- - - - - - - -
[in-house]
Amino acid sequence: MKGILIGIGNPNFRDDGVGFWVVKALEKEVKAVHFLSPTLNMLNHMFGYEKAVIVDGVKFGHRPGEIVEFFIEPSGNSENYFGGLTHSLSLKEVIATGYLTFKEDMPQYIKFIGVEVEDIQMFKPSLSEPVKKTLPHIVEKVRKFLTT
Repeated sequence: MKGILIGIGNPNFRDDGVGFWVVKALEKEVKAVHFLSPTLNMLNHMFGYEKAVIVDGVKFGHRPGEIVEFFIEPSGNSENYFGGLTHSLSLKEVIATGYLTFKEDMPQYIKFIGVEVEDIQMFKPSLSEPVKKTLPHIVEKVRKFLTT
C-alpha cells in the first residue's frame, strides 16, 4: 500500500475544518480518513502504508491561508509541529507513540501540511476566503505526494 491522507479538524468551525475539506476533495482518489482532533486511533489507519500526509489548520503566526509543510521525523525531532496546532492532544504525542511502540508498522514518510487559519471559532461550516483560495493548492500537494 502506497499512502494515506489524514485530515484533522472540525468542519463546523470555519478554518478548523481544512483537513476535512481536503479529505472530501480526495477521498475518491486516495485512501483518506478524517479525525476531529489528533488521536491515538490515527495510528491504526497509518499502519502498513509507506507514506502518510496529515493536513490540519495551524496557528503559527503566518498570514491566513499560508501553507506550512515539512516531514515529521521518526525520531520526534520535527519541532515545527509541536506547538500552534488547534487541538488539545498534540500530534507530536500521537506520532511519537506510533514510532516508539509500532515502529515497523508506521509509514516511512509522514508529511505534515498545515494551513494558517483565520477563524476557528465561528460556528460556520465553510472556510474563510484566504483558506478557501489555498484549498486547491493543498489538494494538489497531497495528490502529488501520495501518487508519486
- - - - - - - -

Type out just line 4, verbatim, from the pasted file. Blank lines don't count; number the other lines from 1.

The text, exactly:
C-alpha cells in the first residue's frame, strides 16, 4: 500500500475544518480518513502504508491561508509541529507513540501540511476566503505526494 491522507479538524468551525475539506476533495482518489482532533486511533489507519500526509489548520503566526509543510521525523525531532496546532492532544504525542511502540508498522514518510487559519471559532461550516483560495493548492500537494 502506497499512502494515506489524514485530515484533522472540525468542519463546523470555519478554518478548523481544512483537513476535512481536503479529505472530501480526495477521498475518491486516495485512501483518506478524517479525525476531529489528533488521536491515538490515527495510528491504526497509518499502519502498513509507506507514506502518510496529515493536513490540519495551524496557528503559527503566518498570514491566513499560508501553507506550512515539512516531514515529521521518526525520531520526534520535527519541532515545527509541536506547538500552534488547534487541538488539545498534540500530534507530536500521537506520532511519537506510533514510532516508539509500532515502529515497523508506521509509514516511512509522514508529511505534515498545515494551513494558517483565520477563524476557528465561528460556528460556520465553510472556510474563510484566504483558506478557501489555498484549498486547491493543498489538494494538489497531497495528490502529488501520495501518487508519486